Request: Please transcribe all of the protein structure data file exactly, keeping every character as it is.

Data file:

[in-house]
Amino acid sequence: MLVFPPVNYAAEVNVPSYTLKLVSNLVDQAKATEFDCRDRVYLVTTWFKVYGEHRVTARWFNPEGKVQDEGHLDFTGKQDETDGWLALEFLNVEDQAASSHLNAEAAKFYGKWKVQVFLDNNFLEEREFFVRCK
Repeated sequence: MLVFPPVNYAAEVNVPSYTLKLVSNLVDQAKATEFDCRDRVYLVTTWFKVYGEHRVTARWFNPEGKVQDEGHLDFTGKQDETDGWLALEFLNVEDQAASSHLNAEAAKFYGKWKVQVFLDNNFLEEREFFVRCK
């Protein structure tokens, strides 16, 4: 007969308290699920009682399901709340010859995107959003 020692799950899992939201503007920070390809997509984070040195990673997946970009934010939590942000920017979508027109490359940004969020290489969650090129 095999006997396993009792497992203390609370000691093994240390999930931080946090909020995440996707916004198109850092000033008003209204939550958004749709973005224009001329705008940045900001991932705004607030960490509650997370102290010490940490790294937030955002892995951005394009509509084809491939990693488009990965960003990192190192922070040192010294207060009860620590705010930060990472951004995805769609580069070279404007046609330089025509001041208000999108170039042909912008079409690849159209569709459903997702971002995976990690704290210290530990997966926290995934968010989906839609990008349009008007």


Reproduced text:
[in-house]
Amino acid sequence: MLVFPPVNYAAEVNVPSYTLKLVSNLVDQAKATEFDCRDRVYLVTTWFKVYGEHRVTARWFNPEGKVQDEGHLDFTGKQDETDGWLALEFLNVEDQAASSHLNAEAAKFYGKWKVQVFLDNNFLEEREFFVRCK
Repeated sequence: MLVFPPVNYAAEVNVPSYTLKLVSNLVDQAKATEFDCRDRVYLVTTWFKVYGEHRVTARWFNPEGKVQDEGHLDFTGKQDETDGWLALEFLNVEDQAASSHLNAEAAKFYGKWKVQVFLDNNFLEEREFFVRCK
């Protein structure tokens, strides 16, 4: 007969308290699920009682399901709340010859995107959003 020692799950899992939201503007920070390809997509984070040195990673997946970009934010939590942000920017979508027109490359940004969020290489969650090129 095999006997396993009792497992203390609370000691093994240390999930931080946090909020995440996707916004198109850092000033008003209204939550958004749709973005224009001329705008940045900001991932705004607030960490509650997370102290010490940490790294937030955002892995951005394009509509084809491939990693488009990965960003990192190192922070040192010294207060009860620590705010930060990472951004995805769609580069070279404007046609330089025509001041208000999108170039042909912008079409690849159209569709459903997702971002995976990690704290210290530990997966926290995934968010989906839609990008349009008007």